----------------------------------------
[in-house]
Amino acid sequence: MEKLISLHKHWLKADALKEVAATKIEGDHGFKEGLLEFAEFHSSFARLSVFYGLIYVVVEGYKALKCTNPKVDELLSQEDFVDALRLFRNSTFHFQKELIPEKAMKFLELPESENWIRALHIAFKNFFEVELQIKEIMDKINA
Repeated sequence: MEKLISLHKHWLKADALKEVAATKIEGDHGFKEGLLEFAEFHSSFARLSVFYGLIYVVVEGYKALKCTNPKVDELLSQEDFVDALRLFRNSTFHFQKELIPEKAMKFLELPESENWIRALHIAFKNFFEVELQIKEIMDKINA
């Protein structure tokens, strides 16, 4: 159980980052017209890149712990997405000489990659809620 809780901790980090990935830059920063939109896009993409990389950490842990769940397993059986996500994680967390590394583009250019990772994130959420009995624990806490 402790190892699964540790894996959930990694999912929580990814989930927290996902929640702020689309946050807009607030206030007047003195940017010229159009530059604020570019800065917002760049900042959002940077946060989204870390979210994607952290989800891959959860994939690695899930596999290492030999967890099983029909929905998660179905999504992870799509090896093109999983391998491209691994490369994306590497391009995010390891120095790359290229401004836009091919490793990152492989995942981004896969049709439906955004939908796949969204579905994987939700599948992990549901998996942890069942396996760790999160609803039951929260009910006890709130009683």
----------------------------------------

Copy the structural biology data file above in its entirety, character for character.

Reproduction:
[in-house]
Amino acid sequence: MEKLISLHKHWLKADALKEVAATKIEGDHGFKEGLLEFAEFHSSFARLSVFYGLIYVVVEGYKALKCTNPKVDELLSQEDFVDALRLFRNSTFHFQKELIPEKAMKFLELPESENWIRALHIAFKNFFEVELQIKEIMDKINA
Repeated sequence: MEKLISLHKHWLKADALKEVAATKIEGDHGFKEGLLEFAEFHSSFARLSVFYGLIYVVVEGYKALKCTNPKVDELLSQEDFVDALRLFRNSTFHFQKELIPEKAMKFLELPESENWIRALHIAFKNFFEVELQIKEIMDKINA
């Protein structure tokens, strides 16, 4: 159980980052017209890149712990997405000489990659809620 809780901790980090990935830059920063939109896009993409990389950490842990769940397993059986996500994680967390590394583009250019990772994130959420009995624990806490 402790190892699964540790894996959930990694999912929580990814989930927290996902929640702020689309946050807009607030206030007047003195940017010229159009530059604020570019800065917002760049900042959002940077946060989204870390979210994607952290989800891959959860994939690695899930596999290492030999967890099983029909929905998660179905999504992870799509090896093109999983391998491209691994490369994306590497391009995010390891120095790359290229401004836009091919490793990152492989995942981004896969049709439906955004939908796949969204579905994987939700599948992990549901998996942890069942396996760790999160609803039951929260009910006890709130009683």